If your ex filed a Petition for Contempt against you, she must prove that you are violating a term in an existing order.
- If there is no Order, then there is no Contempt.
- Also, if the Order’s language is not clear it is unlikely that you can be in contempt.
What happens after one side files for Contempt?
After a party files a Petition for Contempt, the Court will issue a Show Cause Order and Writ of Summons indicating the hearing date and the date in which any written response is due by. You would then need to be properly served with a copy of the Petition for Contempt, any exhibits attached, as well as the Show Cause Order and Writ of Summons.
What Happens at a Contempt Hearing?
The person who is making the allegation must prove his case. He has to put on testimony and evidence and prove two things:
- There is a Court Order requiring you to do something specific or prohibited you from doing something specific; and
- You willfully violated the Court Order by doing or not doing that specific thing.
Proving the existence of a Court Order is easily done. However, he has to prove the language in the Order is clear and easy to follow. Sometimes, people write their own agreements or not-so-good attorneys write vague and unclear terms in an agreement. So, if a reasonable person is uncertain what is actually required of you or if, for example, the agreement says “Mom drops off child in the evening” you cannot be held in contempt for bringing the child back at 8:00pm just because Dad thinks “in the evening” means 6:30pm or before 8:00pm. ** This is why it is important to contact experienced attorneys at MLO (www.mulinazzi.com) because out attorneys are former judicial law clerks and are experienced custody litigators so we draft agreements that are clear and leave no wiggle room for one side to cause problems. **
Next, it is the opposing party’s burden to prove that you willfully violated the Court Order. Common examples of contempt include, but are not limited to: denial of access, failure to pay child support, and reimbursement of expenses. To help in your defense, you should keep documentation of communication and payments, including: screenshots of text messages, email correspondence, bank statements, cancelled checks, etc. to corroborate your testimony at the time of the hearing. However, sometimes an older child refuses to go or the other parent has moved far away, or there is another good reason why the child cannot go to the other parent’s house. Although the Order doesn’t say this, everyone is required to act reasonably and keep the child’s interests first. Always try to work out a solution first with the other side and ask for a compromise in writing. Maybe there is a good reason why you couldn’t get your daughter to her mother’s house on a particular day. Similarly, you may be experiencing temporary financial problems and therefore you may have a good reason for missing a payment or two. *** It is important to work with attorneys at MLO/Mulinazzi Law Office (www.mulinazzi.com) because they know how to diffuse a situation before it gets to the Contempt Hearing in order to protect you from a finding of contempt. ***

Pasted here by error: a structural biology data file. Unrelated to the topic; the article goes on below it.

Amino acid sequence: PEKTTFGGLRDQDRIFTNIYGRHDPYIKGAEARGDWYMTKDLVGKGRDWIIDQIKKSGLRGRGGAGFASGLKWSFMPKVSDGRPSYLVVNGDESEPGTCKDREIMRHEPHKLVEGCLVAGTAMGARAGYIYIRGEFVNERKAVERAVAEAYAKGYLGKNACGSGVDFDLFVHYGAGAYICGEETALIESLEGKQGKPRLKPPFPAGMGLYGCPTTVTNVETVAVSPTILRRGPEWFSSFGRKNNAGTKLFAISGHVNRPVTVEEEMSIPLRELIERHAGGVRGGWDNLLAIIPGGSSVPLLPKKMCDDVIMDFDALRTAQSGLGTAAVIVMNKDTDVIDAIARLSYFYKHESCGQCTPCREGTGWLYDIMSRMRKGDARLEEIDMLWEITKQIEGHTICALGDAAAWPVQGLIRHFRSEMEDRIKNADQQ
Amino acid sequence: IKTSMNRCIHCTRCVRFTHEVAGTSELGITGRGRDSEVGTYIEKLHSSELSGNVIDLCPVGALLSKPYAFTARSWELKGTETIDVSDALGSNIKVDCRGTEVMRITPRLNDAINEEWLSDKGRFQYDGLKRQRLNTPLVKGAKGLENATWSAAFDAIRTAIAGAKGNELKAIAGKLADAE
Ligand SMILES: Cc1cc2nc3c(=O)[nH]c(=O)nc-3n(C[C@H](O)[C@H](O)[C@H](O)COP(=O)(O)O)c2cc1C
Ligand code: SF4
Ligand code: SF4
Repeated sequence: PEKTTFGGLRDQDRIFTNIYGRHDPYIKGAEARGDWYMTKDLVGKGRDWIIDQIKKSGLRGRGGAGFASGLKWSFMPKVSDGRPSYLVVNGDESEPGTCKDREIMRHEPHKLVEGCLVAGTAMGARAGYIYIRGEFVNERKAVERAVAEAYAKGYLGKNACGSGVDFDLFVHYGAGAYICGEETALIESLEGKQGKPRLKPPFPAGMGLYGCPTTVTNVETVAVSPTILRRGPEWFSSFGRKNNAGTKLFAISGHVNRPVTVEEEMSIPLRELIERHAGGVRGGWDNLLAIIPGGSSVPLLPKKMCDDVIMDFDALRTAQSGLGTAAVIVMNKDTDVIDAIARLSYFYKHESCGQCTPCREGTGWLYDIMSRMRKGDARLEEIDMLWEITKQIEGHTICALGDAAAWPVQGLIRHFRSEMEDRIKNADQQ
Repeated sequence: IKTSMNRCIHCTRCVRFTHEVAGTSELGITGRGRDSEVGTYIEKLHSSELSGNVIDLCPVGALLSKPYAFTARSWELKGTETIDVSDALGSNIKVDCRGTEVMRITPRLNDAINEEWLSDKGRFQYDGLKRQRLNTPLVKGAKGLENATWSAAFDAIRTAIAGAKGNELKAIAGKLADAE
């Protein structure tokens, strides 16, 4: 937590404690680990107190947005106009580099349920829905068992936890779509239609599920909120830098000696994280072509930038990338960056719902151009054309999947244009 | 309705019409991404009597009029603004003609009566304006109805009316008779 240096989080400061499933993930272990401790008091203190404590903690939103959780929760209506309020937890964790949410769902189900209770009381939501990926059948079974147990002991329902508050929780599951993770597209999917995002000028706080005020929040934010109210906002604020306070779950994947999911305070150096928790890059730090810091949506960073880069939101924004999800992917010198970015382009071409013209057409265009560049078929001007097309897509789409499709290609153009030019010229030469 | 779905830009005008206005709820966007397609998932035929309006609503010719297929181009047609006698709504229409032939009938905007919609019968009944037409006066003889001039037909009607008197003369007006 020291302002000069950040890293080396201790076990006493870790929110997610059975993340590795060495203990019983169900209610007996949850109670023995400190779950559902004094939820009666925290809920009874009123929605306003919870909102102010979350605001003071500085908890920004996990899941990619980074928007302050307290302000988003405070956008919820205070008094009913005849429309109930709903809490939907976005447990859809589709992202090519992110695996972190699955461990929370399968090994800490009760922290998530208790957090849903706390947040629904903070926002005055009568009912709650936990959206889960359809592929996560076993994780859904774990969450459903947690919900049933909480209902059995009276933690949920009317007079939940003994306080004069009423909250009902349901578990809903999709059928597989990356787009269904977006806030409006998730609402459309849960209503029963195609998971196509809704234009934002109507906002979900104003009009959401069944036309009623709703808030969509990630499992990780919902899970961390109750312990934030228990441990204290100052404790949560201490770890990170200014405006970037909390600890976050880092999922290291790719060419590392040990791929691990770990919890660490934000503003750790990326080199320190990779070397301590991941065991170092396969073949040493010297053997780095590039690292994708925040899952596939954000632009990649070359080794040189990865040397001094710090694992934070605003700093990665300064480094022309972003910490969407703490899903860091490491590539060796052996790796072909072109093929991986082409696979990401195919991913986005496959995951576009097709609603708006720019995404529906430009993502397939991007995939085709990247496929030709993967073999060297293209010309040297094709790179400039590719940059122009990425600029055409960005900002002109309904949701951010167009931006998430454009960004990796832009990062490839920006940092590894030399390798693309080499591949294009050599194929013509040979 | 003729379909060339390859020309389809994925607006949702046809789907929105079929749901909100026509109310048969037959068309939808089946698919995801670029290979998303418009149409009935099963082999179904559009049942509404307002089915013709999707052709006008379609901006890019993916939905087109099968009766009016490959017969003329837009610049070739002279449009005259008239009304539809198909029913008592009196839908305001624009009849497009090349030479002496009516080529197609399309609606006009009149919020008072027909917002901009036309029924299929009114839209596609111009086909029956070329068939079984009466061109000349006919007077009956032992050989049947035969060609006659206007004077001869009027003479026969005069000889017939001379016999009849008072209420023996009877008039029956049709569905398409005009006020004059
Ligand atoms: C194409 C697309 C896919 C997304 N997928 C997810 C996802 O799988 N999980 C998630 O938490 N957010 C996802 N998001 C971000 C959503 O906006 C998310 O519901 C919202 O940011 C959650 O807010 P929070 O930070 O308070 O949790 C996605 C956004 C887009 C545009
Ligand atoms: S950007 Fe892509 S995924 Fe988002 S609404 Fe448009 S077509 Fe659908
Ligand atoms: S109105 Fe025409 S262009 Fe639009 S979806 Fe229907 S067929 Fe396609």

Does it matter if I am found in contempt? What happens to me?
If you are found in contempt the Court can impose a lot of different sanctions on you. The Court can make you pay your ex’s attorney’s fees (all or some), the Court can require you to give make up time to the other side, the Court could require you to participate in counseling, pay for certain activities or services, and there are instances where the Court changes the custodial schedule. In property cases, the monetary damage from a finding of contempt can be extreme and you could be ordered to pay for house repairs, the cost of a Trustee to sell the home, or the other side could be awarded a large portion of a valuable asset (401k, house equity, bank accounts, etc.).
It is critical that you not be found in contempt and that you consult with an experienced and respected attorney at MLO (www.mulinazzi.com) to assist in your defense as a finding of contempt can impact future modifications of legal and physical custody, as well as additional sanctions, including, but not limited to: contributing to the opposing party’s attorneys’ fees or in very serious cases involving nonpayment of child support you could face incarceration.